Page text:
Developer Frogwares does good things with an old formula in World of Battles: Morningstar. This free-to-play fantasy real-time strategy game doesn't break any new ground when it comes to elf-on-orc action, but it touches all the bases in providing smart rock-paper-scissors combat. It's also an ideal training ground for genre rookies looking to get their hoofed feet wet, and possesses a huge range of units across eight races, along with a few promising massively multiplayer online attributes. The most prominent objection comes from the cost of the "free" play, as a micropayment system all but requires you to lay down a fair amount of cash over time to keep up with other players online and gain access to the most powerful goodies.
Gameplay basics offer no surprises. World of Battles is set in a traditional fantasy realm peopled by eight races from across the moral spectrum, so armies are pulled from human knights, dwarves, elves, undead, and so forth. Visuals are good, if a little behind the times, with lots of intricate detail on units. The color palette is decidedly dark, and even a bit on the grim side, being more Warhammer than Lord of the Rings. Units incorporate recognizable characteristics blended with fantasy flair.
Everything is familiar enough that you can break things down to cavalry, archers, pikemen, and so forth, though. This leads to a standard rock-paper-scissors combat recipe where you know that pikemen work well against cavalry, cavalry can charge over archers, and so forth. So while this makes the gameplay rather predictable, it also gives matches a smooth-flowing feel. Knowing what to expect is not always a bad thing.
You do get a considerable amount of content for nothing right off the bat, however. The game comes with a lot of free units, and you can cycle through the offline solo missions and take part in online battles to earn the gold coins needed to buy more goodies. Unit configuration options are plentiful. The feel is very much Warhammer-like, with a tabletop wargame atmosphere to both building armies and sending them into the field. Weapons, armor, and other gear can be bought for many parts of a soldier's body, allowing you to kit your troops out like they were party members in a role-playing game. Master units and giants are also available, dishing out area effects like hit-point boosts and superior attacks.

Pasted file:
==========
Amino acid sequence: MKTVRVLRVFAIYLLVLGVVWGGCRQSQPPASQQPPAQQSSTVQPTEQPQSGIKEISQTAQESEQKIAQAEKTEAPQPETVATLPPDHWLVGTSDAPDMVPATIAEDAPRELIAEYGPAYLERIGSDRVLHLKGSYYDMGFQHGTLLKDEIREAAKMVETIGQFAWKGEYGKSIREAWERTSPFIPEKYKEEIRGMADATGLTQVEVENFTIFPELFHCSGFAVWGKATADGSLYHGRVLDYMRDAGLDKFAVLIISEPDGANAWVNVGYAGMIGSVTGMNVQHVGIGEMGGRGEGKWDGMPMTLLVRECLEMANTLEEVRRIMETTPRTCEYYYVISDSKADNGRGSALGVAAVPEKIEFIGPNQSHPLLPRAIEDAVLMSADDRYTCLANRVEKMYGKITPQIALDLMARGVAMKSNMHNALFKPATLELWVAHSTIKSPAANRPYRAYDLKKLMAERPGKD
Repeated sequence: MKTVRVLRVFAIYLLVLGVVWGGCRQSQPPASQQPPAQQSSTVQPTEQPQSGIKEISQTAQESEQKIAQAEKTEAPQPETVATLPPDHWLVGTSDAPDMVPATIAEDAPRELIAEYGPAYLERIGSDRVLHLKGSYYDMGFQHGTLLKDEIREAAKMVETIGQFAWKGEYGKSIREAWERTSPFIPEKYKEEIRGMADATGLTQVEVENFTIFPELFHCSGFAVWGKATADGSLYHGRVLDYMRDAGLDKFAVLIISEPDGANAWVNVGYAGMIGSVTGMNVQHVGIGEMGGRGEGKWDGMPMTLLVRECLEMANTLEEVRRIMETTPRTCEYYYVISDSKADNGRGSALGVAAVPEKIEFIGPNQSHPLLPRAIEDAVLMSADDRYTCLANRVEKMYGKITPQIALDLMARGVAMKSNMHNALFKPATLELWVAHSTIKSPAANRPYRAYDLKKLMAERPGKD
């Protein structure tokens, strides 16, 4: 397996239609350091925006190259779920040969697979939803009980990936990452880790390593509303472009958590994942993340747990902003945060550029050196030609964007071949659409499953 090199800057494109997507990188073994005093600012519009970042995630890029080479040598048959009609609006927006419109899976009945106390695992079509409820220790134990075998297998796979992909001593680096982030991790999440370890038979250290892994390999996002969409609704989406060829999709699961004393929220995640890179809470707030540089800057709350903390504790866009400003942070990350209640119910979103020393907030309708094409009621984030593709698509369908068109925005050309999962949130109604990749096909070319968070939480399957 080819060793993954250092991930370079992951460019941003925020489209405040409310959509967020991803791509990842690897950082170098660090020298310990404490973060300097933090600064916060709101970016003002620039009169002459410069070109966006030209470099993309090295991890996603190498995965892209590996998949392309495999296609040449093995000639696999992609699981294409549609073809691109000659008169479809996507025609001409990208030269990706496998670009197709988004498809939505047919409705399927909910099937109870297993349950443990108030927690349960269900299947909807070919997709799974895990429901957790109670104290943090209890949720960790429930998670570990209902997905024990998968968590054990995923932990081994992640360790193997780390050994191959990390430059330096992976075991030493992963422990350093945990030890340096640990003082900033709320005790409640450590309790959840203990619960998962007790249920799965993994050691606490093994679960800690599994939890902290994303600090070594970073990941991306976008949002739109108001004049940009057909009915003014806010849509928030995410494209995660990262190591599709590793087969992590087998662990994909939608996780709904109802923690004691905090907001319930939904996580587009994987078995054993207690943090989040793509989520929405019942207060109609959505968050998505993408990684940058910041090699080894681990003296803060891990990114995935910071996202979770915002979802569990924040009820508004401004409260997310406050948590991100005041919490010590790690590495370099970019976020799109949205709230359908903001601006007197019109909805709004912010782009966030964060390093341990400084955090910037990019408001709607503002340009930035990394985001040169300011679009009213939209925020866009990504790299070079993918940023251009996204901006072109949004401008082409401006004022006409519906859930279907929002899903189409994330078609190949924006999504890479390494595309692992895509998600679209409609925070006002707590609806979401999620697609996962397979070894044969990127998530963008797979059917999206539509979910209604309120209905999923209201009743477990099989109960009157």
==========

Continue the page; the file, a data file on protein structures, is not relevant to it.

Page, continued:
Battles themselves offer more than just a simplistic clash of armies. Terrain comes into play in most scenarios, unit special traits can often turn the tide of battle if employed properly, and area spells can be cast to protect your troops or lay a beating on their foes. At the same time, the tactical elements are brought forward in a way that should be appreciated by newcomers to RTS gaming. The offline battles are geared to teach basic concepts for going into battle. The arena tutorial that makes you pick the units best suited for combat against oncoming enemies, for instance, does a great job of instructing you in the basics of the RTS rock-paper-scissors formula. Many games take this knowledge for granted, so it's welcome that World of Battles places an emphasis on training players. Maps also practically shove the need for tactical thinking in your face. They all feature hills, forests, towns, and other features that can be huge advantages in battles when used correctly.